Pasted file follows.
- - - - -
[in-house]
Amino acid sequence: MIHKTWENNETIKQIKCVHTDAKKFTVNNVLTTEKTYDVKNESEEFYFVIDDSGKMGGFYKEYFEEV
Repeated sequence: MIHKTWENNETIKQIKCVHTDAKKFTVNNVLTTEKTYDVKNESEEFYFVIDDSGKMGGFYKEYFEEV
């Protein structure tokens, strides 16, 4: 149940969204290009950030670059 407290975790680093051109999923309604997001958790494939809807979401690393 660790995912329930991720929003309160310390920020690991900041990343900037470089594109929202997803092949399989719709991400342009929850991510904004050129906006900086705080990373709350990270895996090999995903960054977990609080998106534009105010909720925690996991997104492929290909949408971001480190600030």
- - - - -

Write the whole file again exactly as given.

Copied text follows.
[in-house]
Amino acid sequence: MIHKTWENNETIKQIKCVHTDAKKFTVNNVLTTEKTYDVKNESEEFYFVIDDSGKMGGFYKEYFEEV
Repeated sequence: MIHKTWENNETIKQIKCVHTDAKKFTVNNVLTTEKTYDVKNESEEFYFVIDDSGKMGGFYKEYFEEV
């Protein structure tokens, strides 16, 4: 149940969204290009950030670059 407290975790680093051109999923309604997001958790494939809807979401690393 660790995912329930991720929003309160310390920020690991900041990343900037470089594109929202997803092949399989719709991400342009929850991510904004050129906006900086705080990373709350990270895996090999995903960054977990609080998106534009105010909720925690996991997104492929290909949408971001480190600030």